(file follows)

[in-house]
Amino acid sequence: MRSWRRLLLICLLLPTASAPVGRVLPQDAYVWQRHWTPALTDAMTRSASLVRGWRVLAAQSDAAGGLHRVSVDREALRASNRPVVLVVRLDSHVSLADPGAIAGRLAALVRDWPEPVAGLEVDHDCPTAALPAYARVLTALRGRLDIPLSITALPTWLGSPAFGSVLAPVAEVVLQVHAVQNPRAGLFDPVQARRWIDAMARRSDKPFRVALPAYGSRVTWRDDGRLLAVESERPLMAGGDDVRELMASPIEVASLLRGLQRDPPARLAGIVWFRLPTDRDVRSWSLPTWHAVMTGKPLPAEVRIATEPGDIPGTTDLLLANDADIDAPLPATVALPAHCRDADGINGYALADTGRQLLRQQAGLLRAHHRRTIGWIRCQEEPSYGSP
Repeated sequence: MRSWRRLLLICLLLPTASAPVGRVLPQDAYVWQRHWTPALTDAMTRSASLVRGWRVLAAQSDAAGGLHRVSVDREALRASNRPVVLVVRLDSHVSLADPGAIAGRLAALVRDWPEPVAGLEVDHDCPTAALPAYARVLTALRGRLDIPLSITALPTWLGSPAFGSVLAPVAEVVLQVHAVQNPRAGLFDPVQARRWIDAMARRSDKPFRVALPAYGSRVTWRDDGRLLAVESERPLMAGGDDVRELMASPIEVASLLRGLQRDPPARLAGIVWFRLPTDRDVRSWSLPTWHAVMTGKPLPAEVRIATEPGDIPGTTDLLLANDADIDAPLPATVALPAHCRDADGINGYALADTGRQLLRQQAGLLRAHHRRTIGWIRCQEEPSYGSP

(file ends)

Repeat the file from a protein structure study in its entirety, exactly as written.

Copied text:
[in-house]
Amino acid sequence: MRSWRRLLLICLLLPTASAPVGRVLPQDAYVWQRHWTPALTDAMTRSASLVRGWRVLAAQSDAAGGLHRVSVDREALRASNRPVVLVVRLDSHVSLADPGAIAGRLAALVRDWPEPVAGLEVDHDCPTAALPAYARVLTALRGRLDIPLSITALPTWLGSPAFGSVLAPVAEVVLQVHAVQNPRAGLFDPVQARRWIDAMARRSDKPFRVALPAYGSRVTWRDDGRLLAVESERPLMAGGDDVRELMASPIEVASLLRGLQRDPPARLAGIVWFRLPTDRDVRSWSLPTWHAVMTGKPLPAEVRIATEPGDIPGTTDLLLANDADIDAPLPATVALPAHCRDADGINGYALADTGRQLLRQQAGLLRAHHRRTIGWIRCQEEPSYGSP
Repeated sequence: MRSWRRLLLICLLLPTASAPVGRVLPQDAYVWQRHWTPALTDAMTRSASLVRGWRVLAAQSDAAGGLHRVSVDREALRASNRPVVLVVRLDSHVSLADPGAIAGRLAALVRDWPEPVAGLEVDHDCPTAALPAYARVLTALRGRLDIPLSITALPTWLGSPAFGSVLAPVAEVVLQVHAVQNPRAGLFDPVQARRWIDAMARRSDKPFRVALPAYGSRVTWRDDGRLLAVESERPLMAGGDDVRELMASPIEVASLLRGLQRDPPARLAGIVWFRLPTDRDVRSWSLPTWHAVMTGKPLPAEVRIATEPGDIPGTTDLLLANDADIDAPLPATVALPAHCRDADGINGYALADTGRQLLRQQAGLLRAHHRRTIGWIRCQEEPSYGSP